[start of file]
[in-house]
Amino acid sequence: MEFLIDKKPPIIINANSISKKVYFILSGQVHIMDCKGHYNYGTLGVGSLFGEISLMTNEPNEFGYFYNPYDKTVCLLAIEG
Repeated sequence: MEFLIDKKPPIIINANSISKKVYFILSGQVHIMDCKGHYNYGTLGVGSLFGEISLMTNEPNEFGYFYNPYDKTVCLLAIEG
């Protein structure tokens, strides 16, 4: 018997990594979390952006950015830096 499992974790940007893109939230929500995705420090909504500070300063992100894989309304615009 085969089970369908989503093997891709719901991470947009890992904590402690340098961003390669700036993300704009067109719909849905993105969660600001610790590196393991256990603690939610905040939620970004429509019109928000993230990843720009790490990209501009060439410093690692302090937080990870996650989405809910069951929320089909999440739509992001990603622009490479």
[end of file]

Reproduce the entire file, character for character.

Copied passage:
[in-house]
Amino acid sequence: MEFLIDKKPPIIINANSISKKVYFILSGQVHIMDCKGHYNYGTLGVGSLFGEISLMTNEPNEFGYFYNPYDKTVCLLAIEG
Repeated sequence: MEFLIDKKPPIIINANSISKKVYFILSGQVHIMDCKGHYNYGTLGVGSLFGEISLMTNEPNEFGYFYNPYDKTVCLLAIEG
């Protein structure tokens, strides 16, 4: 018997990594979390952006950015830096 499992974790940007893109939230929500995705420090909504500070300063992100894989309304615009 085969089970369908989503093997891709719901991470947009890992904590402690340098961003390669700036993300704009067109719909849905993105969660600001610790590196393991256990603690939610905040939620970004429509019109928000993230990843720009790490990209501009060439410093690692302090937080990870996650989405809910069951929320089909999440739509992001990603622009490479």